Imagine you’ve just spotted a coffee table book that features some of the most amazingly beautiful places on earth. You are dying to go to all these places because not only are they full of cultural diversity but nature is biased in blessing them. So, you get the book and a year down the road, you are ready for the book but your spouse announces that he or she left the book behind during the big move to your new home. Egad! Do you want to spend more money just to get the same book or should you chance a look around on the Internet?
Now, how about something different?
Travelers sometimes have to rely on travel guides to find interesting places to visit in a foreign country and the problems only increase in magnitude with prominent use of local languages. Even without QR Codes, mobile technology is already being used to locate places in a foreign country via Google Maps. So, how is the QR Code going to make a difference?
That’s where the newly released book ‘Earthbound: A Rough Guide to the world in pictures’ comes in. It costs right about USD$30 per book (depending on where you are purchasing this book from) and there are more than three-hundred pages (paperback) worth of beautiful recommended destinations to visit in many countries from all around the world. With each of the picture, there are comments to help you decide whether this is the place you want to go and the commentary comes from the photographer him or herself.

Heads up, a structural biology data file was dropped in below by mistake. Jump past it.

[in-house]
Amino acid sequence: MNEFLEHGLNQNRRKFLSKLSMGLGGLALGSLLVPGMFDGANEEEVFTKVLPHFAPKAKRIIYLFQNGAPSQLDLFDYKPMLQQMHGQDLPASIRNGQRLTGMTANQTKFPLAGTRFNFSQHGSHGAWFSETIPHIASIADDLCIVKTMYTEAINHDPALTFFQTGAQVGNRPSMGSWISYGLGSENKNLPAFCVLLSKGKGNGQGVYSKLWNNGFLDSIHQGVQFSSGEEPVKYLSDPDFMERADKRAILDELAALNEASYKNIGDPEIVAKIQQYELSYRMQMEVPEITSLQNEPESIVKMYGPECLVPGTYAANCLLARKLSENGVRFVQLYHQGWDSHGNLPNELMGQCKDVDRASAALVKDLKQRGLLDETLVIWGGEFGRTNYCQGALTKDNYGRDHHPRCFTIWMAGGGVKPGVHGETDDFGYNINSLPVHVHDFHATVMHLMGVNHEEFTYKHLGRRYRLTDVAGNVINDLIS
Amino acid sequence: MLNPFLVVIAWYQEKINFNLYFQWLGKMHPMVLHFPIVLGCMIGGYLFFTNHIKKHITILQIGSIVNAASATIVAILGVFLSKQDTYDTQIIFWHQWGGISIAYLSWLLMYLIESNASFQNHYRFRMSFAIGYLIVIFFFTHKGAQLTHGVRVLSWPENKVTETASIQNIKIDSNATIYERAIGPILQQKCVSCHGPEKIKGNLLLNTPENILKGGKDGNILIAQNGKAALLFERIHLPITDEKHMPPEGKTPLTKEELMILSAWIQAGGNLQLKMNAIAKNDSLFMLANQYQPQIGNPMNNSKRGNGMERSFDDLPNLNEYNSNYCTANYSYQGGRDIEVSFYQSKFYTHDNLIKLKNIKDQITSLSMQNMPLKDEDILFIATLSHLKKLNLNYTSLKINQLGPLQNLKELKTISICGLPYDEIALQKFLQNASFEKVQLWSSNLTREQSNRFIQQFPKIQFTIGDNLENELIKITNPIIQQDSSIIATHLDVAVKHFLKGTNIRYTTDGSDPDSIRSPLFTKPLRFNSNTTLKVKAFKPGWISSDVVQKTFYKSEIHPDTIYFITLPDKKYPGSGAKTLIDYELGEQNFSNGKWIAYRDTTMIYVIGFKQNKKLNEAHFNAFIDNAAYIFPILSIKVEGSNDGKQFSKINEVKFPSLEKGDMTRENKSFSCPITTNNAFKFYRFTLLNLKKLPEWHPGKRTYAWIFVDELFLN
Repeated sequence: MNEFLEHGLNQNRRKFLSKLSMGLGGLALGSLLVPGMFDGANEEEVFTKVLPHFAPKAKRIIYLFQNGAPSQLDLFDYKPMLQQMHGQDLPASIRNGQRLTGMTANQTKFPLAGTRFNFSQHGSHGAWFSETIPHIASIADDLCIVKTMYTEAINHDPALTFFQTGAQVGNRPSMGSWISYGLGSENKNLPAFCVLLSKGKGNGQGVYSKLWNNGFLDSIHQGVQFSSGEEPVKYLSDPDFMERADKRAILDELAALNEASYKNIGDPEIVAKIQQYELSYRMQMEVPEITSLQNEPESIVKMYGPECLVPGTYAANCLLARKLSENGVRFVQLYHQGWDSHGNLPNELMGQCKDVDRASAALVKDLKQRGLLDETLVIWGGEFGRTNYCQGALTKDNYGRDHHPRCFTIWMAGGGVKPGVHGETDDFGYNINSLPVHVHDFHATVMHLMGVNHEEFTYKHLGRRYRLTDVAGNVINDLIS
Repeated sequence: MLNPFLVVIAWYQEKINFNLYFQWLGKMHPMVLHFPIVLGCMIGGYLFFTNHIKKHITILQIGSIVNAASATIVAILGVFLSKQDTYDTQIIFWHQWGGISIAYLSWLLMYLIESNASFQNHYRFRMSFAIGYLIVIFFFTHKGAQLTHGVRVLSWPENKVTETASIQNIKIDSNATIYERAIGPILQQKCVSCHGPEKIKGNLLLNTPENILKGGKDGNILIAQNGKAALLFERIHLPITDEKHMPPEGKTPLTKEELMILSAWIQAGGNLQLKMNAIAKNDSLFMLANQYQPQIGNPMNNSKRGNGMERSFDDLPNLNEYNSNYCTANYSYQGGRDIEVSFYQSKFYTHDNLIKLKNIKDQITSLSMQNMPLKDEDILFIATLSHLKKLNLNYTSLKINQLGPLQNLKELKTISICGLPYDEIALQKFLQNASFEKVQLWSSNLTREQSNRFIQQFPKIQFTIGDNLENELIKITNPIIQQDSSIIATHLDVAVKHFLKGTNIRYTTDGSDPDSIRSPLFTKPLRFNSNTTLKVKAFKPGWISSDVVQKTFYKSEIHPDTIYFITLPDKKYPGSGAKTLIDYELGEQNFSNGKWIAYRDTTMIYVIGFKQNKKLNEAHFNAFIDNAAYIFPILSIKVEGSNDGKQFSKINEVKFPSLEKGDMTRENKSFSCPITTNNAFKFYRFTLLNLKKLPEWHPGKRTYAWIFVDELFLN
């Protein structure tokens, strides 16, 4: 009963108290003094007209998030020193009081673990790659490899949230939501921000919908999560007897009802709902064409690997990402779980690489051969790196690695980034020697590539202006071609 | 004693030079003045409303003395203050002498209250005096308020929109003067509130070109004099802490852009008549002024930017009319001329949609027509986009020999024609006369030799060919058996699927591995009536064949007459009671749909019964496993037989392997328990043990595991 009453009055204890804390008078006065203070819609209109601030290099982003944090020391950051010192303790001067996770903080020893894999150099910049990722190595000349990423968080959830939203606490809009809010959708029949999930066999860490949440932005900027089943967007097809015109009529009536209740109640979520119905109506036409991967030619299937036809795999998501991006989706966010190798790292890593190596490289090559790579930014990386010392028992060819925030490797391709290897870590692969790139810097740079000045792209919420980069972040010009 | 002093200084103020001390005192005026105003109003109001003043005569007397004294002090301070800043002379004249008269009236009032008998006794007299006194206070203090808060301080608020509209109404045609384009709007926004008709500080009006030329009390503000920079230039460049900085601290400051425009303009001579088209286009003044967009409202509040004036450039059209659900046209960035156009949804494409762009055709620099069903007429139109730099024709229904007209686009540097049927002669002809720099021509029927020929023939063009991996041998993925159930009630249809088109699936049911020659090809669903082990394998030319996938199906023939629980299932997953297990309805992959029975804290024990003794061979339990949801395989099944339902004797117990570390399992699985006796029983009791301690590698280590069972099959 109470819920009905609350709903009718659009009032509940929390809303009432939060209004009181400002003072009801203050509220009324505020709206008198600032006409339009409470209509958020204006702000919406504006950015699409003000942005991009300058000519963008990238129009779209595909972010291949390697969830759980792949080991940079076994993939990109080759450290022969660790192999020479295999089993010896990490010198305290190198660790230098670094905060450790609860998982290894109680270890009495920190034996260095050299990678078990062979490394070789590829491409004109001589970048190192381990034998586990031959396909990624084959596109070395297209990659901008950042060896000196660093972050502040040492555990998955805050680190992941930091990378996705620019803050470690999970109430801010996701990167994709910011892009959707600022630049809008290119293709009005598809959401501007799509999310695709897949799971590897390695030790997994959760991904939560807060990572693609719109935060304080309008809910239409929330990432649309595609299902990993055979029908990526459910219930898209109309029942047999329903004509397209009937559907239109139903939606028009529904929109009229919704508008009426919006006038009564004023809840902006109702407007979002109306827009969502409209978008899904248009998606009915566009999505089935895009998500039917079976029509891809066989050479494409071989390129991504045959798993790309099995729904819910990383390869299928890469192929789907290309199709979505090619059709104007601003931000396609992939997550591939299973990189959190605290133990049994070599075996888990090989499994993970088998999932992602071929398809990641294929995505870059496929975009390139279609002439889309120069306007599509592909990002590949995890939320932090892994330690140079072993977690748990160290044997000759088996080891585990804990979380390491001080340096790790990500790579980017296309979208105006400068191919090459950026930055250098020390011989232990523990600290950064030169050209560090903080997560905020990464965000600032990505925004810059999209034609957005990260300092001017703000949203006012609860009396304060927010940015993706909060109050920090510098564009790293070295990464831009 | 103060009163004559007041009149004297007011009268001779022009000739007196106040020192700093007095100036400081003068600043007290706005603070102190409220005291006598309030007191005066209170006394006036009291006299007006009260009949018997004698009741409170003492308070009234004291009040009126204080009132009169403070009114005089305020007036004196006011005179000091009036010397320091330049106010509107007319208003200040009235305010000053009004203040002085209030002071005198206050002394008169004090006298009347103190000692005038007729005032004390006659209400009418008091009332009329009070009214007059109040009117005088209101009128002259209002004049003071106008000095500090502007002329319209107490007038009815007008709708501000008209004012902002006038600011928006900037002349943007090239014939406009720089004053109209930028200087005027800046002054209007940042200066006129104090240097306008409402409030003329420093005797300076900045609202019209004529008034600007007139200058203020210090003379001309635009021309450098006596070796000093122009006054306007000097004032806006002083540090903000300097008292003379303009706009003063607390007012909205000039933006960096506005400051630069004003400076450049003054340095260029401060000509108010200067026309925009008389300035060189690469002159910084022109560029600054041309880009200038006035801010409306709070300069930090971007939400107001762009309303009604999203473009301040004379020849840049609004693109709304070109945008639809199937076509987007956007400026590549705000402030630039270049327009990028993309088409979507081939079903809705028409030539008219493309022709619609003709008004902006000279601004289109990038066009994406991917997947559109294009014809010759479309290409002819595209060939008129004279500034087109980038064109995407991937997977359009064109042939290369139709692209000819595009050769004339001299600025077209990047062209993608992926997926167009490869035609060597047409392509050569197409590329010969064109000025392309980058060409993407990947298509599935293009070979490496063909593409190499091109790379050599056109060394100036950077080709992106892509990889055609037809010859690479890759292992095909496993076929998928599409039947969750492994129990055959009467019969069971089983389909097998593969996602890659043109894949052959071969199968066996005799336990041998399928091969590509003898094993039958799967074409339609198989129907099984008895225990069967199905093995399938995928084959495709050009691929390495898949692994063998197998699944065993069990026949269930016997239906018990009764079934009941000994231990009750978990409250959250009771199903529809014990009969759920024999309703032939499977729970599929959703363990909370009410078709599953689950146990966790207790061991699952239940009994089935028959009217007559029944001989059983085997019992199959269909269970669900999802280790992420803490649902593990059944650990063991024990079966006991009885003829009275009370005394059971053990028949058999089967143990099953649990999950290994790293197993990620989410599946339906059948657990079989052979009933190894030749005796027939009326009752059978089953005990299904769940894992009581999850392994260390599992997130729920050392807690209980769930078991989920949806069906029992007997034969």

Doesn’t sound any different from other picturesque books out there in the market today? That is true if you miss the quaint little black and white box sitting there in the corner. It is a QR Code. The QR Code leads you to Google Maps, point you in the right direction where you can instantly use it to find your way there. While the idea is fantastic, some technology experts who have already tested the QR Codes out found that there are some minor glitches when you try to scan the QR Codes with an older model of smart phone.
The main problem with the QR Code is this; it is a coffee table book hence, priority is given to the nice pictures that the photographers have taken and little space is given to the QR Code. Hence, it compromises on the effectiveness of the QR Codes. However, if it is bigger, it works. The problem lies in installation of a QR Code reader and the camera phone being unable to focus on an object too close to the camera lens.
What is interesting to us, however, is not the fact that there is a QR Code. We are more interested in the fact that once scanned, the QR Code location can be saved into your mobile phone. If and when you are within vicinity of the said ‘beautiful place’, you can instantly open it up and find it again.
There you go…mobile bookmarking via QR Codes. It’s incredible that we can now link the offline world (the book and the destination) to an online world (internet and mobile phones).
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